DrawingDead
DrawingDead
Joined: Jun 13, 2014
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Thanks for this post from:
RS
August 21st, 2017 at 9:48:34 AM permalink
First a quibble: There is no "overtime" in baseball. Because there is no time in baseball. Not regular time, or over, or any other sort of time for baseball to be over. A baseball game ends when it ends according to the rules of the game, regardless of what time it is. Of course you are talking about MLB games that require more than nine innings. There are a variety of complex related factors that are specific to individual teams, to the significantly different ballparks that greatly affect run scoring, and different lineups used and pitchers available or not on a given day that are likely to affect that. As they do things like the probability of scoring more or less than any specific total number of runs.

Games that are played in a way that results in low scoring, often decided by a few tactical decisions that manufacture or prevent a single run, are more likely to be close and require more than nine innings than high scoring slugfests with many extra base hits throughout the game. And the point of my quibble about thinking and talking like some other sport played in "time" and therefore sometimes "overtime" is to encourage you to get a lot more familiar with the particular sport you'd be betting on before putting much money on it, expecting to turn a long-range profit. You won't. Annual averages among all teams, on all days with different lineups, at all the very significantly different MLB ballparks, under the differing rules of both the NL and AL, will NOT be very useful in predicting the probability for a particular game in a specific ballpark on a given day.

I've never seen a line for this sort of thing, only for game totals of runs scored. A "fair value" line would vary, as do the commonplace lines for o/u run totals. If the betting lines didn't, and were simply a reflection of overall averages, they'd be very bad lines that would be exploited by the bettors who understand the particulars of this sport well after following it in great detail for a long time.

Quote: onenickelmiracle

I don't watch baseball anymore. What is your explanation as for the reason there seems to be less games in extra innings?

I have no idea what may have given you the idea "there seem (sic) to be less (sic - fewer?) games...." I don't see any place where the OP said that, and neither did the small sample of annual averages he posted. If the annual number of such games does prove to have changed, it will likely be partially related to the increased overall scoring and home run hitting that began to occur suddenly and dramatically beginning in July of 2015 after the annual all-star break. And if someone is unaware of that and doesn't have a definite conclusion about the conditions that likely led to it, they really should treat their baseball betting purely as a form of entertainment spending (which this clearly isn't) because they will not be winning money doing it.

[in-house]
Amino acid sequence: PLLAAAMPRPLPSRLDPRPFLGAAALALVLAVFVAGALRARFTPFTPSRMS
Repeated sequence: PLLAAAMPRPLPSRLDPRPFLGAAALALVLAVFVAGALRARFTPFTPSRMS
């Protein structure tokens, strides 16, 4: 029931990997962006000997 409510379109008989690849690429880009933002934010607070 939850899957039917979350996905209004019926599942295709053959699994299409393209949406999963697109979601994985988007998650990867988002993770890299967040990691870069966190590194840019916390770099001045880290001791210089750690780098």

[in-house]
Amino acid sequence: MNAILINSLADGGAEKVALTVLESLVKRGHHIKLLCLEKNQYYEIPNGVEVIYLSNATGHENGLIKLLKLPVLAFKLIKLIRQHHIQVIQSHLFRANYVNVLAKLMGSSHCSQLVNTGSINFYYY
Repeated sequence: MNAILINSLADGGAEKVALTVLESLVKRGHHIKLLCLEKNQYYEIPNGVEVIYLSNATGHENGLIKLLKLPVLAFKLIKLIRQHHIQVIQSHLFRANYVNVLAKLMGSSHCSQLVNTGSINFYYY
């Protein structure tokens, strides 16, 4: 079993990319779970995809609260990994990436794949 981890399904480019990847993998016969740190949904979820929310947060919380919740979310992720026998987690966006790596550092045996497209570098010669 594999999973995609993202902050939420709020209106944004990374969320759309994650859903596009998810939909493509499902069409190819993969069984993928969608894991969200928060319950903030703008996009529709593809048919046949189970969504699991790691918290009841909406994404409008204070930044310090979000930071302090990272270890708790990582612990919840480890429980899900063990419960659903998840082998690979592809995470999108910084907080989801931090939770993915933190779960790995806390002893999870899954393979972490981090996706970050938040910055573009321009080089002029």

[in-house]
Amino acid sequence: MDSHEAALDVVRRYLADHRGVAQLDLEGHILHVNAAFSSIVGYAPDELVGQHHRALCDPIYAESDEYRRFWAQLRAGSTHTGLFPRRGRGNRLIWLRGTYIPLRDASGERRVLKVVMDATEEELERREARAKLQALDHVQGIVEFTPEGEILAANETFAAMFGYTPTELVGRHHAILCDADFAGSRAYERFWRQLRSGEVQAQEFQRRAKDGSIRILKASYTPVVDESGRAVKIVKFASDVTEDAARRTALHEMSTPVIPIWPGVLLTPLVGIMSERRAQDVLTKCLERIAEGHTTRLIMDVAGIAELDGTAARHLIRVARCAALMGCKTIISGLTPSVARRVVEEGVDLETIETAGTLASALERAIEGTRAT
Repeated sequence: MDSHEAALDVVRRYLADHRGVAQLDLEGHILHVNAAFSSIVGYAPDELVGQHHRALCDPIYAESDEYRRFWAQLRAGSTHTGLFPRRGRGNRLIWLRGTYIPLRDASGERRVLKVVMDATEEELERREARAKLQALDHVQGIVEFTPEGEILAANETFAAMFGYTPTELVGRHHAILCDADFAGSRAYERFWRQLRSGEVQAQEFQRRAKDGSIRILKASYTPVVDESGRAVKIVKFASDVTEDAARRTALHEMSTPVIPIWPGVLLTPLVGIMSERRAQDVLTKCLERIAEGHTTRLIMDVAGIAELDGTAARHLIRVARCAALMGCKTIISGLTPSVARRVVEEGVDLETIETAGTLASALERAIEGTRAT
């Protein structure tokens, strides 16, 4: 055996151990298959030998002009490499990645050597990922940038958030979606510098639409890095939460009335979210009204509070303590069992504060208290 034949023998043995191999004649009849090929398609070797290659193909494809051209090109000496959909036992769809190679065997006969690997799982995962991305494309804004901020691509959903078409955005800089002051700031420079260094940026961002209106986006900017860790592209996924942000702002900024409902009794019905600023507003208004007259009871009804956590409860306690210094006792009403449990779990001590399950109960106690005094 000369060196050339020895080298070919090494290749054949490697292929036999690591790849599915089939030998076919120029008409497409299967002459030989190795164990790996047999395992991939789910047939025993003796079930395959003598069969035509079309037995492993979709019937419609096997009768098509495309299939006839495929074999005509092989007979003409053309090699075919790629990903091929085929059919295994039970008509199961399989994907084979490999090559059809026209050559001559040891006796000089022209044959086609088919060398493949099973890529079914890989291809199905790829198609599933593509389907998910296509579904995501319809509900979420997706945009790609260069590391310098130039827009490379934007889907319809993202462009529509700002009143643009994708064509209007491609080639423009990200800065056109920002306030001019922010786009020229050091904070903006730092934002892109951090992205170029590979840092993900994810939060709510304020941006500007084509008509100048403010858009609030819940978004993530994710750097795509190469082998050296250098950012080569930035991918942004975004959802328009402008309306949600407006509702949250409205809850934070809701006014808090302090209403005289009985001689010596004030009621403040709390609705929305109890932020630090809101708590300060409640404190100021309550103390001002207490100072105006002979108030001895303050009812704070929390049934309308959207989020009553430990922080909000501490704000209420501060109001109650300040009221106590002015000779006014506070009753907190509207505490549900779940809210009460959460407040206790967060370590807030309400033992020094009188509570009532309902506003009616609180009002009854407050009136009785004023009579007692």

DrawingDead
DrawingDead
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August 21st, 2017 at 11:14:12 AM permalink
A small side note: I think there's either a typo or error if you calculated the percentages, or if you got these stats including the resulting percentages from a 3rd party source, you may want to be cautious about using them and make a habit of independently checking any of their work that you use.
Quote: DLS1960

In 2012, 192 games went into overtime, making up 7.9% of games.
In 2013, 243 games went into overtime, making up 10.0% of games.
In 2014, 231 games went into overtime, making up 9.1% of games.
In 2015, 212 games went into overtime, making up 8.7% of games.
In 2016, 185 games went into overtime, making up 7.6% of games.

There are 30 MLB teams playing a 162 game schedule, and with 2 teams to play each game this results in 2430 scheduled games (30 / 2 = 15, and 162 * 15 = 2430). There are sometimes a couple of games on the schedule that never get played, but not frequently enough to be material. Taking the posted number for annual totals of extra inning games at face value, four of the five calculations for percentages are accurate to within a tenth of a percent, as posted above. But for 2014 it is not. 231 is not 9.1% of 2430. 231 is 9.5% of MLB games (231 / 2430 = 0.09506, or 9.5% rounded). A difference that would represent nearly ten games.